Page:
Similarly, financial disparities pose a major problem to Guatemala’s medical system. The traditional sector, with its more flexible barter payment system, is vital in providing access to care. Therefore, maintaining traditional medicine alongside biomedicine helps overcome the system’s economic hindrances. Further, to dismiss the economic context and assume medicine operates in a moneyless world would be as ignorant and unproductive in the mountains of Guatemala as in Baltimore.

Our medical volunteering team inside the mobile clinic during my recent trip to Peru.
Our medical volunteering team inside the mobile clinic during my recent trip to Peru.

No. 4: The Education System

The U.S. education system strives to keep its curricula relevant to adequately prepare students to care for their future patients in a changing world. For instance, while basic gynecologic knowledge has always been taught, many medical schools recently added material in their curricula about proper screening measures for transgender adolescents.

Similarly, Guatemalan medical schools integrate important cultural topics into training. Medical students learn about traditional healing principles and techniques commonly used in indigenous populations. While recognizing the “evil eye” as a cause of the flu might not be endorsed as proper diagnostics, Guatemalan doctors must be able to understand a patient who brings her child to the clinic saying that he is plagued by the evil eye. The bottom line: providers educated in Guatemala know more about their patients than we do, and can connect with them at a more meaningful level. It is important to recognize this and learn from them rather than adopting a superiority complex and refusing help.

No. 5: Spirituality and Organized Religion

While the importance of spirituality and the specific religious beliefs of each person vary, chaplains are an integral source of therapeutic support in most American hospitals. Various gifts and prayers can be found at the base of the large Jesus statue that welcomes people entering The Johns Hopkins Hospital. In addition, many hospitals, such as Georgetown University, have religious affiliations that influence the principles underlying medical practice.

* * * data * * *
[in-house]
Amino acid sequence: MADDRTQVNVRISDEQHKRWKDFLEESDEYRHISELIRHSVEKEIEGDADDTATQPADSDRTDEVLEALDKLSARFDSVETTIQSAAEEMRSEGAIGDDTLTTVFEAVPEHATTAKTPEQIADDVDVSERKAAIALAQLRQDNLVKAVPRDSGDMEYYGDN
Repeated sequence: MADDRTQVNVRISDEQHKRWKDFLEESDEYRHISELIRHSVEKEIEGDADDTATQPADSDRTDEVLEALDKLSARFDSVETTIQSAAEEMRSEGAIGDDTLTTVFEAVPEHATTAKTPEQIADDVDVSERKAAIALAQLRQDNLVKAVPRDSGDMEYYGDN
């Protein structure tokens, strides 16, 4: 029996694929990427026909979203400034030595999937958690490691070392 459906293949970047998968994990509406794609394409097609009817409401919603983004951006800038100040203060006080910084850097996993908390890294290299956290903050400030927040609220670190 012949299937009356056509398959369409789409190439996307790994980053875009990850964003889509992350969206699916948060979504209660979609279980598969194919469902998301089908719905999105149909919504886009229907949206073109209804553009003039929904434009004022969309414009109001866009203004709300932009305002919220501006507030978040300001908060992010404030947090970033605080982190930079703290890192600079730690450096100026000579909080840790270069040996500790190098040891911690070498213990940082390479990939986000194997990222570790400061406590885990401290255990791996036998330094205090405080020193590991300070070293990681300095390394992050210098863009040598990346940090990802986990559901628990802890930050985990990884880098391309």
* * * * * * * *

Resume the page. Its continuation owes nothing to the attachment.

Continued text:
For Mayans, spiritual health is as vital as physical health, and the two are integral and interdependent. Well-trained Guatemalan practitioners recognize this and adopt this multidimensional approach to treatment as well. Additionally, recent conflicts between traditionalists, Catholics and Protestants challenge the authority of Mayan practitioners and present an extra factor determining health care access and utilization, as hospitals of certain denominations will not help patients from other religions. Clearly, a fundamental understanding of these concepts is important in helping Americans undertake the most helpful health interventions possible.

In conclusion, it is imperative to study these five factors to determine the best means of helping people from cultures different than your own. Exploring these topics inherently requires cooperation and co-learning, which Corbett and Fikkert so adeptly point out in their book. This material is also relevant in a local context when helping people who live right down the street. I believe that if people embrace this holistic approach to medicine and public health, it can help make our work — both in the United States and abroad —more productive and sustainable.